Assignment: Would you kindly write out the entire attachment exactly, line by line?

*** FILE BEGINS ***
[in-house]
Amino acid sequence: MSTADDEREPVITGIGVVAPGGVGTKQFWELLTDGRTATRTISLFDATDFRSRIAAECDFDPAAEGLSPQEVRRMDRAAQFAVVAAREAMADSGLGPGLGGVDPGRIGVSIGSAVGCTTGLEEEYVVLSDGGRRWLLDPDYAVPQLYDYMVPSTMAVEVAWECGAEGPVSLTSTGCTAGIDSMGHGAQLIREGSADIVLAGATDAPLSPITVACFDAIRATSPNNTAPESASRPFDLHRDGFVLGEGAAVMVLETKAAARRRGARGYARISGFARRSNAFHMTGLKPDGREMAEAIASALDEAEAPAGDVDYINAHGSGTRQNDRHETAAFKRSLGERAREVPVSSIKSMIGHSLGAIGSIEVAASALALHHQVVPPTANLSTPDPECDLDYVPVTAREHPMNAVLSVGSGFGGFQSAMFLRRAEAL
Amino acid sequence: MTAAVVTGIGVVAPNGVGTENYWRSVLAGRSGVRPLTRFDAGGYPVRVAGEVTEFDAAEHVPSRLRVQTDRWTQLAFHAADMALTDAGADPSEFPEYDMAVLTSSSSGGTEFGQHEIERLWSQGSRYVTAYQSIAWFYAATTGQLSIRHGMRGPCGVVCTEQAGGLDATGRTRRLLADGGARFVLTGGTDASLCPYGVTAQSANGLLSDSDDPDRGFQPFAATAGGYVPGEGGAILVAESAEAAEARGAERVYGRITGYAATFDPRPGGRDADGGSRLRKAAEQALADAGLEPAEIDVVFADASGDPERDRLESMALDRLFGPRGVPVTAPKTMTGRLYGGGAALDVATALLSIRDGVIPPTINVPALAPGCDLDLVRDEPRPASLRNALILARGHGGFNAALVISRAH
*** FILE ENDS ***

[in-house]
Amino acid sequence: MSTADDEREPVITGIGVVAPGGVGTKQFWELLTDGRTATRTISLFDATDFRSRIAAECDFDPAAEGLSPQEVRRMDRAAQFAVVAAREAMADSGLGPGLGGVDPGRIGVSIGSAVGCTTGLEEEYVVLSDGGRRWLLDPDYAVPQLYDYMVPSTMAVEVAWECGAEGPVSLTSTGCTAGIDSMGHGAQLIREGSADIVLAGATDAPLSPITVACFDAIRATSPNNTAPESASRPFDLHRDGFVLGEGAAVMVLETKAAARRRGARGYARISGFARRSNAFHMTGLKPDGREMAEAIASALDEAEAPAGDVDYINAHGSGTRQNDRHETAAFKRSLGERAREVPVSSIKSMIGHSLGAIGSIEVAASALALHHQVVPPTANLSTPDPECDLDYVPVTAREHPMNAVLSVGSGFGGFQSAMFLRRAEAL
Amino acid sequence: MTAAVVTGIGVVAPNGVGTENYWRSVLAGRSGVRPLTRFDAGGYPVRVAGEVTEFDAAEHVPSRLRVQTDRWTQLAFHAADMALTDAGADPSEFPEYDMAVLTSSSSGGTEFGQHEIERLWSQGSRYVTAYQSIAWFYAATTGQLSIRHGMRGPCGVVCTEQAGGLDATGRTRRLLADGGARFVLTGGTDASLCPYGVTAQSANGLLSDSDDPDRGFQPFAATAGGYVPGEGGAILVAESAEAAEARGAERVYGRITGYAATFDPRPGGRDADGGSRLRKAAEQALADAGLEPAEIDVVFADASGDPERDRLESMALDRLFGPRGVPVTAPKTMTGRLYGGGAALDVATALLSIRDGVIPPTINVPALAPGCDLDLVRDEPRPASLRNALILARGHGGFNAALVISRAH